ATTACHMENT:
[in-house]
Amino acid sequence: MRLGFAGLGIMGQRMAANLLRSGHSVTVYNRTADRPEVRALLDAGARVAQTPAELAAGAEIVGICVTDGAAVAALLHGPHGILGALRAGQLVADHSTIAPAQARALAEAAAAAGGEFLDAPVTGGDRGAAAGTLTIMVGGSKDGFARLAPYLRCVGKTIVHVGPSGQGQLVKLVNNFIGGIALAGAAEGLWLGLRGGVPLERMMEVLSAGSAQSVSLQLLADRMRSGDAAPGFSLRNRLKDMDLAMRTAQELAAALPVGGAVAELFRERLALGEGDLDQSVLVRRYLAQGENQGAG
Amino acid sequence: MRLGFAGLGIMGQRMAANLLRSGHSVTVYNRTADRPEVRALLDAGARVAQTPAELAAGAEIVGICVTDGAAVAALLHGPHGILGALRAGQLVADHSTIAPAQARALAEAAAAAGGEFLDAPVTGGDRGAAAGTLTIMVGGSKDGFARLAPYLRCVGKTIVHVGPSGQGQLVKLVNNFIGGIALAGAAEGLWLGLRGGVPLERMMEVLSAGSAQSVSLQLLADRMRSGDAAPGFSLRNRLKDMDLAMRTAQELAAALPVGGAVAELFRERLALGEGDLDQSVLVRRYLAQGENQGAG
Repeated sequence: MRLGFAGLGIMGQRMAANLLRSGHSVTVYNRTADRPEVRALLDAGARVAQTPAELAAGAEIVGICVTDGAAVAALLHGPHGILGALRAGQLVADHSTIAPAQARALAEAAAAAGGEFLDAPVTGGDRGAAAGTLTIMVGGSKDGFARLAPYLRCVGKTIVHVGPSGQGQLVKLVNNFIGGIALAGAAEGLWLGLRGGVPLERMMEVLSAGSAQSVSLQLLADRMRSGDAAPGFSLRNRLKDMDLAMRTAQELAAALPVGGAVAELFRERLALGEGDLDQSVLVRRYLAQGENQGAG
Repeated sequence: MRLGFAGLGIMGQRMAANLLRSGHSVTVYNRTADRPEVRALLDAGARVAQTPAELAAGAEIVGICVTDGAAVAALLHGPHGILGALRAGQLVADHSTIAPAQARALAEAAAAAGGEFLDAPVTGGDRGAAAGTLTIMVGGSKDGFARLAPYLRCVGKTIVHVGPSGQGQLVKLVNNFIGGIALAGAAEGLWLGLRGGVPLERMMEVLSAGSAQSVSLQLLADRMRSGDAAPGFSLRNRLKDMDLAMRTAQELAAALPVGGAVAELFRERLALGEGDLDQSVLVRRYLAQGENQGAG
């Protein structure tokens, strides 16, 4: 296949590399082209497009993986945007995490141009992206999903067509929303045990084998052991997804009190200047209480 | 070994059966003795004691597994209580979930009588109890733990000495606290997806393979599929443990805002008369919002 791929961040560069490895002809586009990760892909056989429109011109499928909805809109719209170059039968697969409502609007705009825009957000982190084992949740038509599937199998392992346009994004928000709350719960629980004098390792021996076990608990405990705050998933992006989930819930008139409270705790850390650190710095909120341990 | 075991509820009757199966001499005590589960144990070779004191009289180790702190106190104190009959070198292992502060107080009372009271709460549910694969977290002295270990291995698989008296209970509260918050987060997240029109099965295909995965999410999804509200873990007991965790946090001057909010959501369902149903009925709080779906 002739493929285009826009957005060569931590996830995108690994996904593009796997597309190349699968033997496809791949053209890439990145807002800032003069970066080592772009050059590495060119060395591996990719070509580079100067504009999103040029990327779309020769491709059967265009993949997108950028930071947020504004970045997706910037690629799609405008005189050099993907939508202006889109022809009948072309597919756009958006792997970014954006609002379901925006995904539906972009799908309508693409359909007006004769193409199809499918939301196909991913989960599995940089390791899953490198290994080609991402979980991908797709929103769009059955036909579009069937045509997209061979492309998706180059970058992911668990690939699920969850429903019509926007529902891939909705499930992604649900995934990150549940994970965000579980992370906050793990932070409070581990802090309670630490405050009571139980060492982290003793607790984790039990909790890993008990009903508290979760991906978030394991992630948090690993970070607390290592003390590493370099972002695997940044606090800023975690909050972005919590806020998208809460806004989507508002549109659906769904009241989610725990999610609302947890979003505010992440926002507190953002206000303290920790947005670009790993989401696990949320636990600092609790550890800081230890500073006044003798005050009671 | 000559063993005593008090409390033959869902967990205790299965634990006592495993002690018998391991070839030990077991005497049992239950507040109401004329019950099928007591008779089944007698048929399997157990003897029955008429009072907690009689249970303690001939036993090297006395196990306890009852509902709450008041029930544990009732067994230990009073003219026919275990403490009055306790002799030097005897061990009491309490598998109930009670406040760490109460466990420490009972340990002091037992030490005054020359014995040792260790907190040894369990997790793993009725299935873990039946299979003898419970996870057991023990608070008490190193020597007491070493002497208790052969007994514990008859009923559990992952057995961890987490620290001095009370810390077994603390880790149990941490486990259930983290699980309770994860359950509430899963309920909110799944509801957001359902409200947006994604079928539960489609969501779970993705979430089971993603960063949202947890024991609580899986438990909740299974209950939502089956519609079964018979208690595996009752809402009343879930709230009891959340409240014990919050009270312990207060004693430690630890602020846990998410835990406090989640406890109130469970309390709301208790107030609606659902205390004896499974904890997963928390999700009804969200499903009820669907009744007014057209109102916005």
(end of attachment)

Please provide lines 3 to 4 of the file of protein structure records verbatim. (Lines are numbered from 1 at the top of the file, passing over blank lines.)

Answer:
Amino acid sequence: MRLGFAGLGIMGQRMAANLLRSGHSVTVYNRTADRPEVRALLDAGARVAQTPAELAAGAEIVGICVTDGAAVAALLHGPHGILGALRAGQLVADHSTIAPAQARALAEAAAAAGGEFLDAPVTGGDRGAAAGTLTIMVGGSKDGFARLAPYLRCVGKTIVHVGPSGQGQLVKLVNNFIGGIALAGAAEGLWLGLRGGVPLERMMEVLSAGSAQSVSLQLLADRMRSGDAAPGFSLRNRLKDMDLAMRTAQELAAALPVGGAVAELFRERLALGEGDLDQSVLVRRYLAQGENQGAG
Repeated sequence: MRLGFAGLGIMGQRMAANLLRSGHSVTVYNRTADRPEVRALLDAGARVAQTPAELAAGAEIVGICVTDGAAVAALLHGPHGILGALRAGQLVADHSTIAPAQARALAEAAAAAGGEFLDAPVTGGDRGAAAGTLTIMVGGSKDGFARLAPYLRCVGKTIVHVGPSGQGQLVKLVNNFIGGIALAGAAEGLWLGLRGGVPLERMMEVLSAGSAQSVSLQLLADRMRSGDAAPGFSLRNRLKDMDLAMRTAQELAAALPVGGAVAELFRERLALGEGDLDQSVLVRRYLAQGENQGAG